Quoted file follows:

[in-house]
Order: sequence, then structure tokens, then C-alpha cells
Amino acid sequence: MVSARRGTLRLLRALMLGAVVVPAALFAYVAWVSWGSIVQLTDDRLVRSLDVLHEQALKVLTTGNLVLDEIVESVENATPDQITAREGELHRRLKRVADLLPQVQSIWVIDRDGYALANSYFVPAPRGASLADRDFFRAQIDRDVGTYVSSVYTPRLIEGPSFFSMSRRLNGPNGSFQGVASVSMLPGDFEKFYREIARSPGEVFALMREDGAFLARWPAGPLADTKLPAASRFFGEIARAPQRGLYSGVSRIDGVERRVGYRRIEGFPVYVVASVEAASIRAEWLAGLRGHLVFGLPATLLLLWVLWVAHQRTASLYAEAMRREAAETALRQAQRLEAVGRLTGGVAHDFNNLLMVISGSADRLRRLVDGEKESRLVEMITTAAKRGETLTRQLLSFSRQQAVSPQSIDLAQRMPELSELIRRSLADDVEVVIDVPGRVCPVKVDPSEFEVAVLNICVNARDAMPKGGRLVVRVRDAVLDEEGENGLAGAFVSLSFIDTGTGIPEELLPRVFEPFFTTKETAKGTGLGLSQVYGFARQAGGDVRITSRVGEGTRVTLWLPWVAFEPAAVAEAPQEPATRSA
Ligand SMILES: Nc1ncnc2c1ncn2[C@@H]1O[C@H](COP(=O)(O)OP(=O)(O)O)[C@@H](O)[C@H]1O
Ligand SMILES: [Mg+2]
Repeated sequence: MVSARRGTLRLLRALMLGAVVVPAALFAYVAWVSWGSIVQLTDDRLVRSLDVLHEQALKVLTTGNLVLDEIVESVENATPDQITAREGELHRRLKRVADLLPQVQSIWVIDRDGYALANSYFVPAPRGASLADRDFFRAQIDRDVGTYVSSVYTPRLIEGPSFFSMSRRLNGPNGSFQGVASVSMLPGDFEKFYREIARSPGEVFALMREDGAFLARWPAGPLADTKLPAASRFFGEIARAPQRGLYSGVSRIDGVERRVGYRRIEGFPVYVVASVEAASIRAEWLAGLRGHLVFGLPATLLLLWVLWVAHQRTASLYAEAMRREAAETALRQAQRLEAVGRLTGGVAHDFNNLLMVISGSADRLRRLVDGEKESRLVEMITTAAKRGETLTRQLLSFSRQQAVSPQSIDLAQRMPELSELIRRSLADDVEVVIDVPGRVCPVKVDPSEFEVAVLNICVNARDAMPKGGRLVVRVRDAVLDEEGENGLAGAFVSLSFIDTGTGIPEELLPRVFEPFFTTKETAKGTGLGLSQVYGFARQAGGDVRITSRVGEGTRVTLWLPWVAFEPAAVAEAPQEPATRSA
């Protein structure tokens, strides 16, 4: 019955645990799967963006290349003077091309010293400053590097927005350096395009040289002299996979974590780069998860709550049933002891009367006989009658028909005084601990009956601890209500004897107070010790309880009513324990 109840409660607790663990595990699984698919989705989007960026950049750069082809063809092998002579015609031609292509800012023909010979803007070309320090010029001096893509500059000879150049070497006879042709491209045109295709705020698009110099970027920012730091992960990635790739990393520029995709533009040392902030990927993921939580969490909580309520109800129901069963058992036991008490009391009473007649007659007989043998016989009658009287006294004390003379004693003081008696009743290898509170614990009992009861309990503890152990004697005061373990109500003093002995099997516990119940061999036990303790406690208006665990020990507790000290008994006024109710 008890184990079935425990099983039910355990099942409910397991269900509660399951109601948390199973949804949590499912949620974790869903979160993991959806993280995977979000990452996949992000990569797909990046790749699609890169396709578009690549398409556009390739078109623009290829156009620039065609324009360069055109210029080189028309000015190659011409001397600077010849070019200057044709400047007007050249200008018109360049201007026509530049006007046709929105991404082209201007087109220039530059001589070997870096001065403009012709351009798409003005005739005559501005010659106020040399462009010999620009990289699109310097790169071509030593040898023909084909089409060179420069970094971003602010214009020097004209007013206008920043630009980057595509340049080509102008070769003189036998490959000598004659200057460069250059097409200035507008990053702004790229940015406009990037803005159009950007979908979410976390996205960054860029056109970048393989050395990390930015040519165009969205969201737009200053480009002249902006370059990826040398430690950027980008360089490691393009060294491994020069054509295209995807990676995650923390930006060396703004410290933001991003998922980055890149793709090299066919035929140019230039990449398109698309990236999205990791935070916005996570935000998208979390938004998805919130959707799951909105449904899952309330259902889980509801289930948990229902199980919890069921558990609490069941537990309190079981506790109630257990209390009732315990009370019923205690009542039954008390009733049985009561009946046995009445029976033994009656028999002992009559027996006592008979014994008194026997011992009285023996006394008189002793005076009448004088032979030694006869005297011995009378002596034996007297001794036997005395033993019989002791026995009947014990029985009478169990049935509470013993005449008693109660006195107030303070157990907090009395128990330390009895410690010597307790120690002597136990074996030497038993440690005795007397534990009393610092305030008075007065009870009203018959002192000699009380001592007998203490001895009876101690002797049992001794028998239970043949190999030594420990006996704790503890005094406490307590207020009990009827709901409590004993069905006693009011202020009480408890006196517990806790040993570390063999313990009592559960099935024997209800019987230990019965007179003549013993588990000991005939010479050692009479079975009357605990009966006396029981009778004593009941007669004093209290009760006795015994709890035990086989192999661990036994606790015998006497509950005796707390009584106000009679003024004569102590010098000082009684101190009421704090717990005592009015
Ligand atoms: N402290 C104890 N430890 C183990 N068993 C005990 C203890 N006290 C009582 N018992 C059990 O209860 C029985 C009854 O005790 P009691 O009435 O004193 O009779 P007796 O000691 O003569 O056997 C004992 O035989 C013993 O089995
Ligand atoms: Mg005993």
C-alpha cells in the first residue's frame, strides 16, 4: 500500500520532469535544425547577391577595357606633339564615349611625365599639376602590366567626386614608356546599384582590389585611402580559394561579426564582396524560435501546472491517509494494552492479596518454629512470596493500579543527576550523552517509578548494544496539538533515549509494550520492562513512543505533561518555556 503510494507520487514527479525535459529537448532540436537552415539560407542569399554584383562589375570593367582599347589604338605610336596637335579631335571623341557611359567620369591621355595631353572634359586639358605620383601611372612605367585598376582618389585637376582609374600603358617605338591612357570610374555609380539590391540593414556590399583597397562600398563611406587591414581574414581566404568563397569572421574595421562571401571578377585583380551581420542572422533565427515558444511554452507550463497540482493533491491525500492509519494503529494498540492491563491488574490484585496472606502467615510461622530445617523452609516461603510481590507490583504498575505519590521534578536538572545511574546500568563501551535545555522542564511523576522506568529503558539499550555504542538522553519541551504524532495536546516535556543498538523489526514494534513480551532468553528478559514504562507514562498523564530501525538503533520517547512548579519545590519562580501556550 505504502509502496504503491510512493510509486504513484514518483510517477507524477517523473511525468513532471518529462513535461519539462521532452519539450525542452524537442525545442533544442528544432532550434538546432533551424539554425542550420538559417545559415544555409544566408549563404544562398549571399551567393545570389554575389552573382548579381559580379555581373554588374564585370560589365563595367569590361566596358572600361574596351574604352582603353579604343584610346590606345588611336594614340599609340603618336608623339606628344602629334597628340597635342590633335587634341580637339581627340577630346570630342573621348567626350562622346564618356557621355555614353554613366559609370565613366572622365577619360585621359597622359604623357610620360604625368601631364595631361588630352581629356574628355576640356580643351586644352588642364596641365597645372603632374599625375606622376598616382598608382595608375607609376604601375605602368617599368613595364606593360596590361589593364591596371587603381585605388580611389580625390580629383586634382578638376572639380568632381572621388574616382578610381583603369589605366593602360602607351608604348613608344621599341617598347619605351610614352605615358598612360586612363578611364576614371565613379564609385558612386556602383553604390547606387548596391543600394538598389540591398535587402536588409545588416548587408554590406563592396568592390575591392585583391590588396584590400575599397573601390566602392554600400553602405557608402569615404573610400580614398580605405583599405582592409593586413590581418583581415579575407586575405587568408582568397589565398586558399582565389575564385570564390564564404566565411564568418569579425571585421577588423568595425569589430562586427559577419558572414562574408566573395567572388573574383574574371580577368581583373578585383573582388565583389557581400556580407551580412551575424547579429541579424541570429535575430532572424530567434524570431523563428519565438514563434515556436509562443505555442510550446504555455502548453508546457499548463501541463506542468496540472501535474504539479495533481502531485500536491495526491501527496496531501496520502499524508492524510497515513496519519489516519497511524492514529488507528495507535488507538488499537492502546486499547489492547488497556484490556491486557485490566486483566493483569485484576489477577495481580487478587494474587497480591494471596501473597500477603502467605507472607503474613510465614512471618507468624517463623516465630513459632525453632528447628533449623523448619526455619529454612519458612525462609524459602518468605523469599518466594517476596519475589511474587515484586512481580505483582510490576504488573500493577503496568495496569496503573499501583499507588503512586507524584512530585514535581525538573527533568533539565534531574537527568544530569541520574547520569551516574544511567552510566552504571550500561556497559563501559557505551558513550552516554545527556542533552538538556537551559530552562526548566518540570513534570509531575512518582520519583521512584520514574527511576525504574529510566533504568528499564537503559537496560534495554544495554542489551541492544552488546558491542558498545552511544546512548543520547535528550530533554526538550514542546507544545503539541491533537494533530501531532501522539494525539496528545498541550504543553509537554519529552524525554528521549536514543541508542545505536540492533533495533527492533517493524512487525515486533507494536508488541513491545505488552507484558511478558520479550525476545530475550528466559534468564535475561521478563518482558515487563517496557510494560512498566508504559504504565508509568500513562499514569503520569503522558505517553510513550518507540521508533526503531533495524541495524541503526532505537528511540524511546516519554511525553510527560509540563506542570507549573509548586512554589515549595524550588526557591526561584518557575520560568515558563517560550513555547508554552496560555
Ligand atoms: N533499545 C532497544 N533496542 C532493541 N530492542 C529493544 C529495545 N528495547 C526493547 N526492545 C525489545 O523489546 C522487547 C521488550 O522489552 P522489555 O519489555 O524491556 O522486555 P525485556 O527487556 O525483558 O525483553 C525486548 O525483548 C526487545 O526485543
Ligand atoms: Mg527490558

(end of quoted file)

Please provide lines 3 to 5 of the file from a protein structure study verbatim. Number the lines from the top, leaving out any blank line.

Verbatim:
Amino acid sequence: MVSARRGTLRLLRALMLGAVVVPAALFAYVAWVSWGSIVQLTDDRLVRSLDVLHEQALKVLTTGNLVLDEIVESVENATPDQITAREGELHRRLKRVADLLPQVQSIWVIDRDGYALANSYFVPAPRGASLADRDFFRAQIDRDVGTYVSSVYTPRLIEGPSFFSMSRRLNGPNGSFQGVASVSMLPGDFEKFYREIARSPGEVFALMREDGAFLARWPAGPLADTKLPAASRFFGEIARAPQRGLYSGVSRIDGVERRVGYRRIEGFPVYVVASVEAASIRAEWLAGLRGHLVFGLPATLLLLWVLWVAHQRTASLYAEAMRREAAETALRQAQRLEAVGRLTGGVAHDFNNLLMVISGSADRLRRLVDGEKESRLVEMITTAAKRGETLTRQLLSFSRQQAVSPQSIDLAQRMPELSELIRRSLADDVEVVIDVPGRVCPVKVDPSEFEVAVLNICVNARDAMPKGGRLVVRVRDAVLDEEGENGLAGAFVSLSFIDTGTGIPEELLPRVFEPFFTTKETAKGTGLGLSQVYGFARQAGGDVRITSRVGEGTRVTLWLPWVAFEPAAVAEAPQEPATRSA
Ligand SMILES: Nc1ncnc2c1ncn2[C@@H]1O[C@H](COP(=O)(O)OP(=O)(O)O)[C@@H](O)[C@H]1O
Ligand SMILES: [Mg+2]